Sunday, October 4, 2009

Ideas on Using & Preserving Apples

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Many of you have asked what I've done with my boxes of apples that were given to me, so I thought I'd take a few minutes and show you! This post has a ton of pictures because I think it's very helpful to see what I'm talking about.

I don't have the necessary items to properly can anything, so I froze a lot of the apples in a variety of ways. One item you need to do just about anything with is Fruit Fresh. It's essentially absorbic acid (vitamin C) that works to preserve the color of the apples even after cut. You can use lemon juice, but absorbic acid works much, much better and it doesn't alter the taste of the apple, which I like.
Freezing Sliced & Diced Apples
One of the most basic things I did with my apples is peeled, cut, cored and diced them to freeze. I used my fancy apple Peeler-Corer-Slicers like the ones here and it made a daunting task quick and bearable! After you peel, core & slice the apple, put it in a bath of water mixed with Fruit Fresh to sit for about 5 minutes. Next, set the apples out on a cloth to dry out a bit. You can then dice or slice them. I did both! I did 3 layers of each on large trays (pieces of Saran wrap between the layers), which I then put in the freezer. Once they were frozen, they break up individually and I put them all in a large ziplock bag.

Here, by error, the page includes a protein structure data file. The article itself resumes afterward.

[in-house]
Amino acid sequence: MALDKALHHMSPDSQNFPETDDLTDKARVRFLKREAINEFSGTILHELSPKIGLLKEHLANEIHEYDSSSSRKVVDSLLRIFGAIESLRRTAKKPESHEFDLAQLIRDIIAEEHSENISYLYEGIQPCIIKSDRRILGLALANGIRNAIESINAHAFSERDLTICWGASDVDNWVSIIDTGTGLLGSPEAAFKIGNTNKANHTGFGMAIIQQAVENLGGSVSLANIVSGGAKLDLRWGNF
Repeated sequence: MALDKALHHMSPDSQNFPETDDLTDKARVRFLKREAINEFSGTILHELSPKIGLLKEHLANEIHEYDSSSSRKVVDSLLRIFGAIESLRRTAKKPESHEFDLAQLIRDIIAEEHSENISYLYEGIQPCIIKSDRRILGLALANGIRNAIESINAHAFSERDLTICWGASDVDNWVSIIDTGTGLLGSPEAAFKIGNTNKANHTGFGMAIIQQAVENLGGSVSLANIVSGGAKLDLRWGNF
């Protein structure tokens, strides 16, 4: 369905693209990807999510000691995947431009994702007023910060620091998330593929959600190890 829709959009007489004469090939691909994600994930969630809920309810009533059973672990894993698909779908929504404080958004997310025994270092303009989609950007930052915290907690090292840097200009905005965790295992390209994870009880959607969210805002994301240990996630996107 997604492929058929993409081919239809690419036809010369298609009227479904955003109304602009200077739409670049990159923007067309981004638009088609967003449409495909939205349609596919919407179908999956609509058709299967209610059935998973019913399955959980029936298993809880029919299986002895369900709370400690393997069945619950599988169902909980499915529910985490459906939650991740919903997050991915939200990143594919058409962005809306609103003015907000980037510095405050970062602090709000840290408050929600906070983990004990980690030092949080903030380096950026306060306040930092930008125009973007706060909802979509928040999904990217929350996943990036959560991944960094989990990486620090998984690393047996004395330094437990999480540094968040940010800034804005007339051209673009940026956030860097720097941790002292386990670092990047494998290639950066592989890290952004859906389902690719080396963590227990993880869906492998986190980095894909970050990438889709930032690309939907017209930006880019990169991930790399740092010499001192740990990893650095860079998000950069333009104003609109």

http://www.amazon.com/gp/product/B004NPM3NU/ref=as_li_tl?ie=UTF8&camp=1789&creative=390957&creativeASIN=B004NPM3NU&linkCode=as2&tag=utdedi-20&linkId=ZN3GHPPDLMLNXVIUhttp://www.amazon.com/gp/product/B004NPM3NU/ref=as_li_tl?ie=UTF8&camp=1789&creative=390957&creativeASIN=B004NPM3NU&linkCode=as2&tag=utdedi-20&linkId=ZN3GHPPDLMLNXVIU